Minnesota Aviation History: The Minnesota Big Deal
The Star Tribune reported (article can be found here) on the morning of October 29 that the home of Steve Rothmeier was for sale. Rothmeier was an executive at Northwest Airlines from 1973 until a leveraged buy-out in 1989 and became CEO in 1985. During his tenure there, Northwest became a lean, low-cost survivor of airline deregulation in 1978, but it grew substantially thanks to the merger with Republic Airlines in 1986. Rothmeier’s home itself has been described as a fairytale castle. The 9,000 square foot home sits up on a secluded hill in Eagan, Minnesota and it is surrounded by the same tall black iron fence that once surrounded the Northwest Airlines headquarters.
In a seemingly unrelated event on that same morning, my wife and I chose to go to Tommy C’s Randolph Grill for breakfast for the first time. We were greeted by the gregarious Tommy C himself and he proceeded to lead us to a front corner booth. Above the booth was a plaque that read ‘The “Big Deal Booth”‘. This struck a chord of memory for me, so I asked Tommy C about it. And he related the following story.
Years ago, Tommy and his brothers owned a local restaurant in West Saint Paul called Caspers’ Cherokee Sirloin Room. One day in the early summer of 1986, Tommy was working when two businessmen carrying briefcases came into the restaurant at dinner time. They asked for a quiet table, well out of the way, and he seated them in a booth that was farthest from the front door.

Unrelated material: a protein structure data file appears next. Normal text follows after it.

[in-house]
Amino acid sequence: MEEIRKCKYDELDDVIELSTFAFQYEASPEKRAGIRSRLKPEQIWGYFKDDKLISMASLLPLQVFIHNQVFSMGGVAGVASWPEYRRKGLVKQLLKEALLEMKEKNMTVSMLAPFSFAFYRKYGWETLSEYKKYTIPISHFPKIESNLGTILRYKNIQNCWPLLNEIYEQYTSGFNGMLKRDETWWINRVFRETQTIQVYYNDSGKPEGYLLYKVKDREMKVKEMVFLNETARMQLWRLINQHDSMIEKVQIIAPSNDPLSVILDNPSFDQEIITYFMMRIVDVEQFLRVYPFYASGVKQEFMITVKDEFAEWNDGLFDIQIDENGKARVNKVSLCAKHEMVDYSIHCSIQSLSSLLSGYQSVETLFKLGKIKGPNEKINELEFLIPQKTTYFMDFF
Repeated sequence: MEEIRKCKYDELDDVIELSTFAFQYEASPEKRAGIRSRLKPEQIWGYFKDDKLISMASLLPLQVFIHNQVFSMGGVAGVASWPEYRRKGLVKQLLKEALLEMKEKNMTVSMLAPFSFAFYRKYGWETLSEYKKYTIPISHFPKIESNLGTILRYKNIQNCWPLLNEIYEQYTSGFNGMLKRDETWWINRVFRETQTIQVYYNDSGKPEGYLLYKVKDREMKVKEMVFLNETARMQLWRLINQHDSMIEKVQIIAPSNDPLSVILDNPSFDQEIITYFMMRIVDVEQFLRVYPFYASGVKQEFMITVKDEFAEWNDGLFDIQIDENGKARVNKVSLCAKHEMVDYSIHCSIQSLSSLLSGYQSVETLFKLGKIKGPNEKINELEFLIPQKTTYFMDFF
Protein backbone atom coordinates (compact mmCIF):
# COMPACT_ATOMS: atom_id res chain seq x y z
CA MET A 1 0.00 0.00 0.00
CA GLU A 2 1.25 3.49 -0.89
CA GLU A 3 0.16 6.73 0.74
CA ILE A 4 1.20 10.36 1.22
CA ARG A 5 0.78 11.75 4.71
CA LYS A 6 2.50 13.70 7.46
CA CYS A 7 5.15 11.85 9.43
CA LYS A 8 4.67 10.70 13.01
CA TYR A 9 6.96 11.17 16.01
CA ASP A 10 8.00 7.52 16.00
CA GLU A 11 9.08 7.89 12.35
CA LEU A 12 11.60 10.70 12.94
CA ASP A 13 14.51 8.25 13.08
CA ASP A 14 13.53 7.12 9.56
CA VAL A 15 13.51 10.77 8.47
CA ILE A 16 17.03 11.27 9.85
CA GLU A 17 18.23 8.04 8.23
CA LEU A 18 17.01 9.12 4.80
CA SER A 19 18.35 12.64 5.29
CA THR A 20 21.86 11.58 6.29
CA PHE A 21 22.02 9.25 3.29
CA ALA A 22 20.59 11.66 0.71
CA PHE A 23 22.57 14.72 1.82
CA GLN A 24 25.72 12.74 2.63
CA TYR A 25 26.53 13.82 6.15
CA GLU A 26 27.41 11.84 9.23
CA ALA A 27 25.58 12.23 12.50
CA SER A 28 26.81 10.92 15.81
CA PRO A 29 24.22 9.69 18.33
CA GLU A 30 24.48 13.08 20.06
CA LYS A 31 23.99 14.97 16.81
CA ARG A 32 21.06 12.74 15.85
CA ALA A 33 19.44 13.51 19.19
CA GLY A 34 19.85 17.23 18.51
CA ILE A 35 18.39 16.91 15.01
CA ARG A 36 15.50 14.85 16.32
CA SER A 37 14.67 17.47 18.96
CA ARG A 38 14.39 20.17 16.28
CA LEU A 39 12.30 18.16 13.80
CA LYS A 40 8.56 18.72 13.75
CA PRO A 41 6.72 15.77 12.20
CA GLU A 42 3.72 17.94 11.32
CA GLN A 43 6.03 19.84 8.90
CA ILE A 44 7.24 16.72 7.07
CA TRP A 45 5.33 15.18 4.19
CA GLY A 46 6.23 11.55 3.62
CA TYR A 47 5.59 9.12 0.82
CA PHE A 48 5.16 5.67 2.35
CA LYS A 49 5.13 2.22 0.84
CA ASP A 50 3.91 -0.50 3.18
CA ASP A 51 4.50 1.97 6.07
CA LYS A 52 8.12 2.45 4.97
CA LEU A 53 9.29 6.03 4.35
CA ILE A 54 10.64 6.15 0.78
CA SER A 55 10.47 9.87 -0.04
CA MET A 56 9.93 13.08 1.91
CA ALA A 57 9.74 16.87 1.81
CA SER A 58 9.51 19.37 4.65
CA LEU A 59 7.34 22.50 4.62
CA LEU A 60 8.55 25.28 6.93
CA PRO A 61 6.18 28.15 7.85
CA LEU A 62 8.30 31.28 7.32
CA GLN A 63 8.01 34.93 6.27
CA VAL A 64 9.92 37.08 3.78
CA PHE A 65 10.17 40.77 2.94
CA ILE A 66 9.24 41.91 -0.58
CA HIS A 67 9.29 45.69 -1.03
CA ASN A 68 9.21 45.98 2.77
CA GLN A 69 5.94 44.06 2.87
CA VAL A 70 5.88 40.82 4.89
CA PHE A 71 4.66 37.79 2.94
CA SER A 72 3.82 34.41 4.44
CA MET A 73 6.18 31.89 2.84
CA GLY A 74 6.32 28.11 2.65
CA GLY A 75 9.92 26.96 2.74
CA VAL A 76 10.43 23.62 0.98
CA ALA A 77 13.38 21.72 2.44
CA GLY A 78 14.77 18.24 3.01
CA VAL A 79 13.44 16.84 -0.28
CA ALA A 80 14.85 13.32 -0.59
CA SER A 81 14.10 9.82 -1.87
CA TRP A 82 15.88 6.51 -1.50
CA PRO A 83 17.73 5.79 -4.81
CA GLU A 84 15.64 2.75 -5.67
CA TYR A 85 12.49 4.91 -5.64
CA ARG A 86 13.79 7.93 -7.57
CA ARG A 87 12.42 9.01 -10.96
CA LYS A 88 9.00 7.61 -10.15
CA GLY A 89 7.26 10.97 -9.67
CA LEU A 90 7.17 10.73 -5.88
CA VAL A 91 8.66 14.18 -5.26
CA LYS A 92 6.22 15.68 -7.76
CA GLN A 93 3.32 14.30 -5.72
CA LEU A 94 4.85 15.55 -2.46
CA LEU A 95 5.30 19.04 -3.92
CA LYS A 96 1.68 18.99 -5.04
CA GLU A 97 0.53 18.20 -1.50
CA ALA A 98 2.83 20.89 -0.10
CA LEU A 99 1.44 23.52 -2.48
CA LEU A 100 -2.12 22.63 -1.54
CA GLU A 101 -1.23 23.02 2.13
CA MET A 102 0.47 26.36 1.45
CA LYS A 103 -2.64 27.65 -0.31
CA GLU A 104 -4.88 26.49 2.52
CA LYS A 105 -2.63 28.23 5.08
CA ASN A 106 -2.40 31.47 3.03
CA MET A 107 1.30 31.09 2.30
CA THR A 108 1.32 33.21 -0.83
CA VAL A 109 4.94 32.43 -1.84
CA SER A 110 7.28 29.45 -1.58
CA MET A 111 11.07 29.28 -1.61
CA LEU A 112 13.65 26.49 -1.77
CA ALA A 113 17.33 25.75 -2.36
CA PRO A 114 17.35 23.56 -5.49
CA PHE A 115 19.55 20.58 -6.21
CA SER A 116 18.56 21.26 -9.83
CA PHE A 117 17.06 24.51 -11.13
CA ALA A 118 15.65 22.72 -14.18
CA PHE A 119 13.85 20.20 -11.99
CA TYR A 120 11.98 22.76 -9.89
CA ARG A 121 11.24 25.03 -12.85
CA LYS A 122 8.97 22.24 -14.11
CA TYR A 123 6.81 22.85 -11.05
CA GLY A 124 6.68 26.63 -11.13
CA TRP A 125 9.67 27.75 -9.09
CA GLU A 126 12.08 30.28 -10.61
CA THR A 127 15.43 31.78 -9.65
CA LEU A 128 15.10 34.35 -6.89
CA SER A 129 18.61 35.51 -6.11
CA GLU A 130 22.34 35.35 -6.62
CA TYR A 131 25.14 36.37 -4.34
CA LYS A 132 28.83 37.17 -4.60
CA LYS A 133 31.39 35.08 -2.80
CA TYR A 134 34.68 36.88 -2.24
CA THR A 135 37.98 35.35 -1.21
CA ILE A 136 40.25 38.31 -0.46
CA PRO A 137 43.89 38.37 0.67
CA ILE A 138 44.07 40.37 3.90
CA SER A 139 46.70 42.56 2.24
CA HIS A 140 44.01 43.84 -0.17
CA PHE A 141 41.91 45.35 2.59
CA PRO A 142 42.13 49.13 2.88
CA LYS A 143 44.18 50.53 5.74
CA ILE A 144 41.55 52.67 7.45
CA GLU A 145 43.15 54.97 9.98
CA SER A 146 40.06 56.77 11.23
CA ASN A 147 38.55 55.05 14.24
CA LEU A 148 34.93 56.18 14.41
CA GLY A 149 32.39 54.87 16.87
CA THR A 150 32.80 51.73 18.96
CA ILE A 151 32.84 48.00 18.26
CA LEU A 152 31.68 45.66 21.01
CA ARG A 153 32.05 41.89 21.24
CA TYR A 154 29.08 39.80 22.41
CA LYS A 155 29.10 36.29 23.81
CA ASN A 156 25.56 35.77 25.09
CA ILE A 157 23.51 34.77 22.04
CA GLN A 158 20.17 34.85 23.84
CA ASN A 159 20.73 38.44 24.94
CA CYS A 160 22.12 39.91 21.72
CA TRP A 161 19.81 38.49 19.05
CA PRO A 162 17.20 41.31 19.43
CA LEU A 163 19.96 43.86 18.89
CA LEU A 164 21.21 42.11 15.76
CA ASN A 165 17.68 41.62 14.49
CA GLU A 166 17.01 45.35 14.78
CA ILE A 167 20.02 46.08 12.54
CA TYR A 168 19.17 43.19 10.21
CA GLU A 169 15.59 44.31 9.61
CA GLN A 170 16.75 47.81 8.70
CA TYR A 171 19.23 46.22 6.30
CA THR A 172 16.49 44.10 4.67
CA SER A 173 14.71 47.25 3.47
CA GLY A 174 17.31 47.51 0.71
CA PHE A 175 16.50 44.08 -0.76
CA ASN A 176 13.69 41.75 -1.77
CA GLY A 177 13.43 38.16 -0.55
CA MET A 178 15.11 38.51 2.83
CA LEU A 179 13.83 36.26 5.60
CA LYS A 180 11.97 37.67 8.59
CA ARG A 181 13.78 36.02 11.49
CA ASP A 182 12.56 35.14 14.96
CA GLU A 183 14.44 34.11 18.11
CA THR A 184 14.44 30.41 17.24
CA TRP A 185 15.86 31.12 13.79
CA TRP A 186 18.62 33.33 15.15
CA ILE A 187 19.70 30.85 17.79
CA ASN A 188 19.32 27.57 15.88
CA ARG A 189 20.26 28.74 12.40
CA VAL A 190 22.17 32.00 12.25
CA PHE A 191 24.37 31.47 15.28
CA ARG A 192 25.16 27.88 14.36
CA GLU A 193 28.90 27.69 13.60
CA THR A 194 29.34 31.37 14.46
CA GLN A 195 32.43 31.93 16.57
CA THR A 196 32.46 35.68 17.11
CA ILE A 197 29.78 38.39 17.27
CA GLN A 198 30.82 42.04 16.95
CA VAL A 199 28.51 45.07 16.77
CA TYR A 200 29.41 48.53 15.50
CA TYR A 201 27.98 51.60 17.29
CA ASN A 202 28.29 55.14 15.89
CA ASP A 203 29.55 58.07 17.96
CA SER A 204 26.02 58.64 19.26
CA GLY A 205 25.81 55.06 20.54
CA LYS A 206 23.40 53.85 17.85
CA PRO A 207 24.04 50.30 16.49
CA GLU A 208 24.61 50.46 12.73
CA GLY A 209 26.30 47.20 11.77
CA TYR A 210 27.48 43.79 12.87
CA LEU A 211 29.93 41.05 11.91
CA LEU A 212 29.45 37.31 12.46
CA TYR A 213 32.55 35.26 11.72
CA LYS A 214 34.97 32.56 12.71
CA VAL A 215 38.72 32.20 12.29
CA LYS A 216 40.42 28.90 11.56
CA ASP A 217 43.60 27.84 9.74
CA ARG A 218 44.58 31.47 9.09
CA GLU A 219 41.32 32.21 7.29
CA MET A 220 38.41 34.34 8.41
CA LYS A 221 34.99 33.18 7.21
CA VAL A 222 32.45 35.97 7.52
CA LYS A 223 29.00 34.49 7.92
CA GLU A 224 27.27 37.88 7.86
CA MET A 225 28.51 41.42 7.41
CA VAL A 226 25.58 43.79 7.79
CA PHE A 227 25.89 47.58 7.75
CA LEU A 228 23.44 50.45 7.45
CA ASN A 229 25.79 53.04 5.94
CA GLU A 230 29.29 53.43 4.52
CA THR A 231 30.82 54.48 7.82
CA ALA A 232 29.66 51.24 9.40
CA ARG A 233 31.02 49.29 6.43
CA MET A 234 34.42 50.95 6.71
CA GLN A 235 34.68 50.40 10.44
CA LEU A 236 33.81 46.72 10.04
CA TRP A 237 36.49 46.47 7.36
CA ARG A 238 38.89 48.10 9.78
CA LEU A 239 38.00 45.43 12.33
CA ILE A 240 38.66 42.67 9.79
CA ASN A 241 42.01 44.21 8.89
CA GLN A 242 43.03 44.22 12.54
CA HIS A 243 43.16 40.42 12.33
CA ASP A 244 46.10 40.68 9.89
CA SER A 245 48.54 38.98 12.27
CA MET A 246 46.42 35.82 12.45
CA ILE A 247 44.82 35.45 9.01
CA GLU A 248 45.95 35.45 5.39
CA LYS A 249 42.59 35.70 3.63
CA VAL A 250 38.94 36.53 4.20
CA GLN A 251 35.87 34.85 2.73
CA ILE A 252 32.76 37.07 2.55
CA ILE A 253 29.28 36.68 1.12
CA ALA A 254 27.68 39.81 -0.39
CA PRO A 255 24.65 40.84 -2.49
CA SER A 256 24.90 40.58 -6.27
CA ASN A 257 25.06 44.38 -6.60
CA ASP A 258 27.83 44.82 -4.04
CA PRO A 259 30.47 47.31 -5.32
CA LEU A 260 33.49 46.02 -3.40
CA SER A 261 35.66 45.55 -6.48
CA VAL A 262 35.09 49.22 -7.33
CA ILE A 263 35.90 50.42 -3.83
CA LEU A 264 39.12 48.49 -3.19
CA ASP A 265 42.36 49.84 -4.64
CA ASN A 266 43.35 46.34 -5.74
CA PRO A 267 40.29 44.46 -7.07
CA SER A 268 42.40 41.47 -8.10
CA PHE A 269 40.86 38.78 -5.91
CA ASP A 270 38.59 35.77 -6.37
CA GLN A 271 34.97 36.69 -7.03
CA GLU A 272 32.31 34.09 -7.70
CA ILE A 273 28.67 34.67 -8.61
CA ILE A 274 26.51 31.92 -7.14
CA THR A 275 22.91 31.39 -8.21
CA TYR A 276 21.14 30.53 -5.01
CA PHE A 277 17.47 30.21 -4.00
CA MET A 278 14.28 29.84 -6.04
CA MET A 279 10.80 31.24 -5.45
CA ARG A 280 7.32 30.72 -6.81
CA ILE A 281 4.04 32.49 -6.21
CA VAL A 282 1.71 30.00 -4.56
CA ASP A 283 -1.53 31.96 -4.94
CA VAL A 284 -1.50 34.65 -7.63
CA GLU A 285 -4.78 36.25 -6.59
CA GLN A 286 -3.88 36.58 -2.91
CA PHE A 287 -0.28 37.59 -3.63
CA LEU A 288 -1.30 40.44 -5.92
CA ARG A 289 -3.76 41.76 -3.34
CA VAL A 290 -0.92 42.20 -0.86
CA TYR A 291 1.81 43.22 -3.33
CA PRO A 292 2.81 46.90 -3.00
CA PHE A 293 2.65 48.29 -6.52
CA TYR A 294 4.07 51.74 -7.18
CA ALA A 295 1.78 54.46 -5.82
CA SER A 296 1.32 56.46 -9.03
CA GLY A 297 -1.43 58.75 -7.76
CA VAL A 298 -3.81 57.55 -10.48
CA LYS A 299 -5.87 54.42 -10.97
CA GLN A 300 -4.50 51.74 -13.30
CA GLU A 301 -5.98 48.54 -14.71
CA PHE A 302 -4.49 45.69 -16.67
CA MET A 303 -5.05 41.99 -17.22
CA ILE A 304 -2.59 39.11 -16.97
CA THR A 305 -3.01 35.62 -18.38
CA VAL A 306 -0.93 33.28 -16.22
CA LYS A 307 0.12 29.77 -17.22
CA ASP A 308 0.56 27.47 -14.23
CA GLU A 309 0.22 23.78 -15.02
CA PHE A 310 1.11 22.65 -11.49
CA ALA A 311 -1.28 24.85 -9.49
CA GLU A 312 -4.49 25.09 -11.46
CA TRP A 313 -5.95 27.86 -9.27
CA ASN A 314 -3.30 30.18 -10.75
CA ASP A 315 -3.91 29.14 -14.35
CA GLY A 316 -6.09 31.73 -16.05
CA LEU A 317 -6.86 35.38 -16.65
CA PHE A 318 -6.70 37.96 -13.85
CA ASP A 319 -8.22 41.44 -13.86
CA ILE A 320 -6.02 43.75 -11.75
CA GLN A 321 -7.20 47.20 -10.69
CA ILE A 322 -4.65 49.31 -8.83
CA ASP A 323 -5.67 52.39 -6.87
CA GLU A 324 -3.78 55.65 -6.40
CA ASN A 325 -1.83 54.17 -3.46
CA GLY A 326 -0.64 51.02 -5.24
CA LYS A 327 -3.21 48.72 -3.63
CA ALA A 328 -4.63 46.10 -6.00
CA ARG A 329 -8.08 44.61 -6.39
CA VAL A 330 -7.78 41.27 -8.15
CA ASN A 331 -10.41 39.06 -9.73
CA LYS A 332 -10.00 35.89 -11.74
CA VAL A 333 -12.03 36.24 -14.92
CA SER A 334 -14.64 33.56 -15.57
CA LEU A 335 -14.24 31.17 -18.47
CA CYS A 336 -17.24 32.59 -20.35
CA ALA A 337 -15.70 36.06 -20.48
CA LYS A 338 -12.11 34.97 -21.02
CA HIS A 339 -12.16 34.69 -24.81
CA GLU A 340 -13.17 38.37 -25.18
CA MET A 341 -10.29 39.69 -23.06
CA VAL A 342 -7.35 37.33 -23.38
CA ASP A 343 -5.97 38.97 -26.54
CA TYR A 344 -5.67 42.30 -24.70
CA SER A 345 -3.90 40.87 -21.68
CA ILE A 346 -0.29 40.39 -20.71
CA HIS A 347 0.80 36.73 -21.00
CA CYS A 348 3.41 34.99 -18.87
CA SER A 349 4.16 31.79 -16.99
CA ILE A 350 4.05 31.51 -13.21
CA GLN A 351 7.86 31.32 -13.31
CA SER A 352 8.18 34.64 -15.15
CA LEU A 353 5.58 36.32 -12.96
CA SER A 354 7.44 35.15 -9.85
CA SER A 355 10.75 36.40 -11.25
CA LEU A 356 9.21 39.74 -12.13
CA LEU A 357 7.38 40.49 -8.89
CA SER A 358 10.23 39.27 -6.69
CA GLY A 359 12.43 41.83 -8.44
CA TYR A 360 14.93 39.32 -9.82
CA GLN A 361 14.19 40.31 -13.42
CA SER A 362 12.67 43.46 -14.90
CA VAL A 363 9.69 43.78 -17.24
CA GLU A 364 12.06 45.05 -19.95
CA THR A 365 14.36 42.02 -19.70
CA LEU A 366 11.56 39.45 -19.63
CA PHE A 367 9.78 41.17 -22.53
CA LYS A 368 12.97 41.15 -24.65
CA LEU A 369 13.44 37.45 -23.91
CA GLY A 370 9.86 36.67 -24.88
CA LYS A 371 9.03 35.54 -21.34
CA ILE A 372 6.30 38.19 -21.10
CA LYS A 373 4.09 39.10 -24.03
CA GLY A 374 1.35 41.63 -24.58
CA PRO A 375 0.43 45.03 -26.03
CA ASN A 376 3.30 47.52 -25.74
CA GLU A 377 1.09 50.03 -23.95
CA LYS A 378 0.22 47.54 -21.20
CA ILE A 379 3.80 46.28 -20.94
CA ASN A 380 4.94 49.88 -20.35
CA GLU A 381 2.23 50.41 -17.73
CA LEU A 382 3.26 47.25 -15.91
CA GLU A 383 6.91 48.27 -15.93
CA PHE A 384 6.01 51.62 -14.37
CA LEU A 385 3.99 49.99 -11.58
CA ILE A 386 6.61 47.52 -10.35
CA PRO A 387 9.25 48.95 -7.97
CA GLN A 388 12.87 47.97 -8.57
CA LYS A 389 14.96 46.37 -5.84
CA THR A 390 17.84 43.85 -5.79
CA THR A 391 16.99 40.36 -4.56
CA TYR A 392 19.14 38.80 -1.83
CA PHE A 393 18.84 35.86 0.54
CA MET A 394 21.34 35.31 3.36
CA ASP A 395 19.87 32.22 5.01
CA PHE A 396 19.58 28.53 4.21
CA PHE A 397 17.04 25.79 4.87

The two men ate and talked intensely. The waitress kept serving them water and they stayed all evening. When it came time for the restaurant to close, Tommy C told the men they would need to wrap things up. They asked for another fifteen minutes, which Tommy C agreed to. They then settled their bill and headed out.
A few days later, the Los Angeles Times reported that CEO of Northwest Airlines, Rothmeier, had secretly met with the charismatic Stephen Wolf, CEO of Republic Airlines, in a small local restaurant, well away from their usual haunts. It was there that they negotiated the merger of two hometown Minnesota airlines. And Tommy C came to realize that it was in his booth that the two CEOs had shaken hands and made history.
The Justice Department approved the merger on August 1, 1986, and the then-largest airline merger in history was consummated on October 1, 1986. The actual merging of the operations was complicated and contentious, but it made Northwest a stronger, larger carrier that could compete with the likes of American, United, and Delta. It positioned the company well for the future until it was finally merged into Delta Air Lines on January 31, 2010.
As for Tommy C, he immediately moved the now famous booth from the back corner to the most visible spot in the restaurant and put a plaque above it proclaiming it The “Big Deal Booth”. It was his most popular table for years and was a frequent lunch spot for the Northwest Airlines law department during my tenure there.
But time marches on. Tommy C eventually sold his interest in the Cherokee to his brothers and bought the Copper Dome restaurant in Saint Paul (now the Randolph Grill), where he proclaimed his own Big Deal Booth. It frequently hosts people negotiating home purchase agreements, proposing marriage and discussing other major life events. By coincidence, the other Casper Brothers decided to sell the Cherokee Sirloin Room in August of this year.